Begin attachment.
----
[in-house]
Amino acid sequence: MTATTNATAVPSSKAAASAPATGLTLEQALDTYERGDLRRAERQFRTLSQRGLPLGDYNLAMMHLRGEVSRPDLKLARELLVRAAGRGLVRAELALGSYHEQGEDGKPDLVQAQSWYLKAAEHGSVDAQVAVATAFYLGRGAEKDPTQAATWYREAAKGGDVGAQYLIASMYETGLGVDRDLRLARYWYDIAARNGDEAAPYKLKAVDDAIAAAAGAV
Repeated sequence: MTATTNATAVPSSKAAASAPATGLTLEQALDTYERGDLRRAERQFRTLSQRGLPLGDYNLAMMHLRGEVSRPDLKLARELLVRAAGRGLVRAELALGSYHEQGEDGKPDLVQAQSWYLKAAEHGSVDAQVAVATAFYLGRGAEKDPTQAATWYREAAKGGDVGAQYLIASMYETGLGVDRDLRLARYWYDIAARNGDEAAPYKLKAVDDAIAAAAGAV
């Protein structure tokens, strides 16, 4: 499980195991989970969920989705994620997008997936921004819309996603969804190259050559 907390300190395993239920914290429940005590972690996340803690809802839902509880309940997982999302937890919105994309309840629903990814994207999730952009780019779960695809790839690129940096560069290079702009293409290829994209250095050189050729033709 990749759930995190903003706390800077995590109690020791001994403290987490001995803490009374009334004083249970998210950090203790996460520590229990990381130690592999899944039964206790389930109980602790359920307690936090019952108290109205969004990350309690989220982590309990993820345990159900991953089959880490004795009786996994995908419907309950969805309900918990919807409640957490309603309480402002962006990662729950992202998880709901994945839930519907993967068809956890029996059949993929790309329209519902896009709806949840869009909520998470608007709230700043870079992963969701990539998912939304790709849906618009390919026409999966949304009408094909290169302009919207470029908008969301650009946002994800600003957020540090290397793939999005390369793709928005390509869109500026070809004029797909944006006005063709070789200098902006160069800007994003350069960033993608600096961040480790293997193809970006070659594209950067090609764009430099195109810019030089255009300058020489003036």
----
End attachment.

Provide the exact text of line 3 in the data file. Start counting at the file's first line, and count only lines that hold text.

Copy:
Repeated sequence: MTATTNATAVPSSKAAASAPATGLTLEQALDTYERGDLRRAERQFRTLSQRGLPLGDYNLAMMHLRGEVSRPDLKLARELLVRAAGRGLVRAELALGSYHEQGEDGKPDLVQAQSWYLKAAEHGSVDAQVAVATAFYLGRGAEKDPTQAATWYREAAKGGDVGAQYLIASMYETGLGVDRDLRLARYWYDIAARNGDEAAPYKLKAVDDAIAAAAGAV